Debbie turned the ringing alarm off. It was 6:00AM and time to get herself ready for the day. Her son would be there soon to help her shower and dress her husband, Jim. Her son came every day before work to help because Debbie, at 75 years old and suffering with arthritis, could not lift Jim out of bed or help him to the shower. This has been the daily routine since Jim’s stroke a year ago. When her son leaves for work, Debbie spends the day caring for Jim’s needs.
That old holiday song is coming around again, and so it is time again for some thoughts on visiting with elderly parents or grandparents. Enjoy the Thanksgiving turkey, but keep your eyes and ears open for some telltale signs that grandma may need some help in managing her daily life. Those signs may be as simple as letters and business correspondence scattered about in no sensible order. It may be late bills. It is often unopened correspondence.
The Senior part refers to, well, seniors, including those who due to the infirmities of age or sickness, require nursing home care. The Farmer refers to my childhood friend, farmer Paul Minor of Bristol, Connecticut, who tours the country with his family pig, Daisy, encouraging reading under the title of "Pig Out on Reading." The Pig, as you expected, refers to a pig, named Daisy, who is the most charming, most coddled, most travelled and most hugged and kissed pig on the planet.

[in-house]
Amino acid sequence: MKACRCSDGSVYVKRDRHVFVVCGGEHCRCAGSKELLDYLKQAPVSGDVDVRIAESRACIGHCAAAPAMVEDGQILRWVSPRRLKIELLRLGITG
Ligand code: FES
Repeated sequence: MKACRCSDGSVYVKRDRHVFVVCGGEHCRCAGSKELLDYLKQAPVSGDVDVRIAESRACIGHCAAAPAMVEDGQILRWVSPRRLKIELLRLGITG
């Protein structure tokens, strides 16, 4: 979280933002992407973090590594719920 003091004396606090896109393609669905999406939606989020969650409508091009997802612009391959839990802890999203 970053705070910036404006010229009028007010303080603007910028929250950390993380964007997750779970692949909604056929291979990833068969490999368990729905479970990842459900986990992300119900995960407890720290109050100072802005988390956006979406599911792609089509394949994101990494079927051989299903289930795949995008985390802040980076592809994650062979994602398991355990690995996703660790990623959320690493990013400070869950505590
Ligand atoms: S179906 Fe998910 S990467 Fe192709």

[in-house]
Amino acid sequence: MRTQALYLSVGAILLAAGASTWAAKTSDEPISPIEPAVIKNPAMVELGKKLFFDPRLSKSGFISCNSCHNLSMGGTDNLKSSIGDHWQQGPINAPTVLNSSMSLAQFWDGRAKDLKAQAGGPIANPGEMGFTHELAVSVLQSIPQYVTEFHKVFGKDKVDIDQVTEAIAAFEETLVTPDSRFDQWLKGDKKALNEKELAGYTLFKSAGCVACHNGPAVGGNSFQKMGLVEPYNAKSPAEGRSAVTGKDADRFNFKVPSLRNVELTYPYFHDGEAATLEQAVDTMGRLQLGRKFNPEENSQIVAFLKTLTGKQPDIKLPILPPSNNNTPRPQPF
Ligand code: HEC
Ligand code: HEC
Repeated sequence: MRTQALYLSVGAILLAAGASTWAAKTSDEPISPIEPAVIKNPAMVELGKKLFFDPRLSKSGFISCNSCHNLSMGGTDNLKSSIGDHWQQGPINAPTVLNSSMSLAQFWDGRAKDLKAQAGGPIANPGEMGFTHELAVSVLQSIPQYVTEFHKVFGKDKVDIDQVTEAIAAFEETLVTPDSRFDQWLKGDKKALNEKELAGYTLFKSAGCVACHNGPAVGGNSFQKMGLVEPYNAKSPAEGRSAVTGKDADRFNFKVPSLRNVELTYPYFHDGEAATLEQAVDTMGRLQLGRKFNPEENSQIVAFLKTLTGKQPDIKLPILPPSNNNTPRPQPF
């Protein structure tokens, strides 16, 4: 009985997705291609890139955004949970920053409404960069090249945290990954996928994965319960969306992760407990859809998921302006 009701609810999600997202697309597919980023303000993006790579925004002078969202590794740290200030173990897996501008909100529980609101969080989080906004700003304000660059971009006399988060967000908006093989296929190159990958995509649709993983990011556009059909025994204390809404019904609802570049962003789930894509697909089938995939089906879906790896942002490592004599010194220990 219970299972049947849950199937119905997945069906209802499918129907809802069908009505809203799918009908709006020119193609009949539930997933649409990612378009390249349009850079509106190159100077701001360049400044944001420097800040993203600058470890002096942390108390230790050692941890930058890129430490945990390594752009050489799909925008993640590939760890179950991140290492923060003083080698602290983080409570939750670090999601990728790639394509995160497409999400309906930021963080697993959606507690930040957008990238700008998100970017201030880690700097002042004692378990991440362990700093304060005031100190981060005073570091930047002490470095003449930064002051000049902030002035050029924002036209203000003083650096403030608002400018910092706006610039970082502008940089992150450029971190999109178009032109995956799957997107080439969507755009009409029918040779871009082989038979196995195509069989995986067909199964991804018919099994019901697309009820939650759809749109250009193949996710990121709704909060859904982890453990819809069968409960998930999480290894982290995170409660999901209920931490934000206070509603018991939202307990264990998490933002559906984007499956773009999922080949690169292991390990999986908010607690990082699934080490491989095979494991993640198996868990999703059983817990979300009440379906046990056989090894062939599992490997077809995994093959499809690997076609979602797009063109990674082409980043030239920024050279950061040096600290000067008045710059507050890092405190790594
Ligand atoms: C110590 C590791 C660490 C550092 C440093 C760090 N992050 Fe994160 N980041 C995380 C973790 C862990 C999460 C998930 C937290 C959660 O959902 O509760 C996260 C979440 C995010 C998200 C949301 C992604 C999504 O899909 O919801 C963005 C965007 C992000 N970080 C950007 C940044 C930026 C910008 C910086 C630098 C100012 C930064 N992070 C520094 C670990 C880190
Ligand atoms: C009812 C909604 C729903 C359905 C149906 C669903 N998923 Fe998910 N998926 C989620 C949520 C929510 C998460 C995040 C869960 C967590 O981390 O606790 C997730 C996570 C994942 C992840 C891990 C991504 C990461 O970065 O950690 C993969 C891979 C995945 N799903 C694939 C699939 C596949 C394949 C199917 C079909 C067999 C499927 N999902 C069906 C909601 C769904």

Every so often it's important to give a reminder of the basic documents, what we can call legal tools that everyone needs. If we had a crystal ball and could see into the future, we would not need to plan ahead for end of life decisions. We have seen many clients through the years where a spouse had a sudden stroke making it impossible to communicate with the family.
Many people respond to advertisements about “living trusts.” Invariably the advertisement has an enticement, such as “avoid probate,” or “avoid taxes.” Sometimes people create a living trust, and sometimes they do not, but in almost all cases, the family does not have a good understanding of what the trust does, and very often, a mistaken impression that the trust will protect their assets if they need nursing home care. The words “living trust” simply mean that the trust is created and assets put into it while you are living. There are innumerable variations on what kind of “living trust” you can have.